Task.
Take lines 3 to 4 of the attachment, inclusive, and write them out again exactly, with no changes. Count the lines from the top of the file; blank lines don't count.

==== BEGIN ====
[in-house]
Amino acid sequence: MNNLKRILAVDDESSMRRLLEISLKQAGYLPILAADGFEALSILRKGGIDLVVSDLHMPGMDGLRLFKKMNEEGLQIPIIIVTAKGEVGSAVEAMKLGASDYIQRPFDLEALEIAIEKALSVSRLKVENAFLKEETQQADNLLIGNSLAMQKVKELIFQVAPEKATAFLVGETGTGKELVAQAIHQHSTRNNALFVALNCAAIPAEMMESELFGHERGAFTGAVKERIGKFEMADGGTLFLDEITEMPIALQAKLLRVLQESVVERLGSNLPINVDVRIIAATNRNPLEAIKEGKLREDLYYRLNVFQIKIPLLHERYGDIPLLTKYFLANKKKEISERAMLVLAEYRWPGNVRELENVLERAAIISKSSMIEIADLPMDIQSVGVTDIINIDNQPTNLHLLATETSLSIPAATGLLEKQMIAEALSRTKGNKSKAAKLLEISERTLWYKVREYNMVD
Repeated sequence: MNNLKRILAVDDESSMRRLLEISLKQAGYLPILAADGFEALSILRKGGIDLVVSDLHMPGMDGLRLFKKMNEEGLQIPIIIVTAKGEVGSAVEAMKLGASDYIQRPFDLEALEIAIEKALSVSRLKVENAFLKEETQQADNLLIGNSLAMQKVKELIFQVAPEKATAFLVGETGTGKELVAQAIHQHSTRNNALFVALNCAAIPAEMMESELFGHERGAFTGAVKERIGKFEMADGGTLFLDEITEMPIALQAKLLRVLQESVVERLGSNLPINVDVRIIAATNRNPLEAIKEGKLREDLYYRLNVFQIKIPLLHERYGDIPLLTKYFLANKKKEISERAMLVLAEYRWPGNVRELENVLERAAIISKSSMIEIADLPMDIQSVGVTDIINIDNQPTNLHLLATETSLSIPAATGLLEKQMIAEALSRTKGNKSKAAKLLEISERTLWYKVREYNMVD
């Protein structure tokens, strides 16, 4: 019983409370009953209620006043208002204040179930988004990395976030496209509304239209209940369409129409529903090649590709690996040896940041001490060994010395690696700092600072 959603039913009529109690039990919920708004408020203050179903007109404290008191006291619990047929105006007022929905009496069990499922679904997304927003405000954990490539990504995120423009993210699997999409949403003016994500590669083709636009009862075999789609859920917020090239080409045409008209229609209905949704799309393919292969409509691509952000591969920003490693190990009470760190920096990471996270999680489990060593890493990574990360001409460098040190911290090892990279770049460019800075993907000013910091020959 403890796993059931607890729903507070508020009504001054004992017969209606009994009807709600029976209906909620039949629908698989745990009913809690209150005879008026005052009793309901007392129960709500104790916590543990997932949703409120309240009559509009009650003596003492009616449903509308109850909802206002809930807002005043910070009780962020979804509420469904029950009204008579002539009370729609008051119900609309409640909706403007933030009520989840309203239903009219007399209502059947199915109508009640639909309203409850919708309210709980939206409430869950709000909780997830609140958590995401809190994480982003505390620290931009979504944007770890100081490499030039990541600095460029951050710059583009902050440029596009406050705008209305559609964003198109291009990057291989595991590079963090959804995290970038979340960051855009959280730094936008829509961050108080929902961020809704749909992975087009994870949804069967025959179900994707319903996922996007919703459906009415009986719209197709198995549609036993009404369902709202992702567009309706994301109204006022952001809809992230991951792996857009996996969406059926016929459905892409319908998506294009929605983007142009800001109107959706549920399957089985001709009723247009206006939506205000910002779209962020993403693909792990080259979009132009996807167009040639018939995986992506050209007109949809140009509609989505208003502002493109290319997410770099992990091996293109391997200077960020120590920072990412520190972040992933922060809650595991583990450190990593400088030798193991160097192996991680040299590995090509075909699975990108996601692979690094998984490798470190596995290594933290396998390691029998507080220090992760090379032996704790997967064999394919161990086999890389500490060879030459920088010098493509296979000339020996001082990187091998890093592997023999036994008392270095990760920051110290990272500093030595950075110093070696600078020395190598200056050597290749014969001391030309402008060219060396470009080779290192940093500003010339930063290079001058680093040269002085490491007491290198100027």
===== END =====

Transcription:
Repeated sequence: MNNLKRILAVDDESSMRRLLEISLKQAGYLPILAADGFEALSILRKGGIDLVVSDLHMPGMDGLRLFKKMNEEGLQIPIIIVTAKGEVGSAVEAMKLGASDYIQRPFDLEALEIAIEKALSVSRLKVENAFLKEETQQADNLLIGNSLAMQKVKELIFQVAPEKATAFLVGETGTGKELVAQAIHQHSTRNNALFVALNCAAIPAEMMESELFGHERGAFTGAVKERIGKFEMADGGTLFLDEITEMPIALQAKLLRVLQESVVERLGSNLPINVDVRIIAATNRNPLEAIKEGKLREDLYYRLNVFQIKIPLLHERYGDIPLLTKYFLANKKKEISERAMLVLAEYRWPGNVRELENVLERAAIISKSSMIEIADLPMDIQSVGVTDIINIDNQPTNLHLLATETSLSIPAATGLLEKQMIAEALSRTKGNKSKAAKLLEISERTLWYKVREYNMVD
């Protein structure tokens, strides 16, 4: 019983409370009953209620006043208002204040179930988004990395976030496209509304239209209940369409129409529903090649590709690996040896940041001490060994010395690696700092600072 959603039913009529109690039990919920708004408020203050179903007109404290008191006291619990047929105006007022929905009496069990499922679904997304927003405000954990490539990504995120423009993210699997999409949403003016994500590669083709636009009862075999789609859920917020090239080409045409008209229609209905949704799309393919292969409509691509952000591969920003490693190990009470760190920096990471996270999680489990060593890493990574990360001409460098040190911290090892990279770049460019800075993907000013910091020959 403890796993059931607890729903507070508020009504001054004992017969209606009994009807709600029976209906909620039949629908698989745990009913809690209150005879008026005052009793309901007392129960709500104790916590543990997932949703409120309240009559509009009650003596003492009616449903509308109850909802206002809930807002005043910070009780962020979804509420469904029950009204008579002539009370729609008051119900609309409640909706403007933030009520989840309203239903009219007399209502059947199915109508009640639909309203409850919708309210709980939206409430869950709000909780997830609140958590995401809190994480982003505390620290931009979504944007770890100081490499030039990541600095460029951050710059583009902050440029596009406050705008209305559609964003198109291009990057291989595991590079963090959804995290970038979340960051855009959280730094936008829509961050108080929902961020809704749909992975087009994870949804069967025959179900994707319903996922996007919703459906009415009986719209197709198995549609036993009404369902709202992702567009309706994301109204006022952001809809992230991951792996857009996996969406059926016929459905892409319908998506294009929605983007142009800001109107959706549920399957089985001709009723247009206006939506205000910002779209962020993403693909792990080259979009132009996807167009040639018939995986992506050209007109949809140009509609989505208003502002493109290319997410770099992990091996293109391997200077960020120590920072990412520190972040992933922060809650595991583990450190990593400088030798193991160097192996991680040299590995090509075909699975990108996601692979690094998984490798470190596995290594933290396998390691029998507080220090992760090379032996704790997967064999394919161990086999890389500490060879030459920088010098493509296979000339020996001082990187091998890093592997023999036994008392270095990760920051110290990272500093030595950075110093070696600078020395190598200056050597290749014969001391030309402008060219060396470009080779290192940093500003010339930063290079001058680093040269002085490491007491290198100027």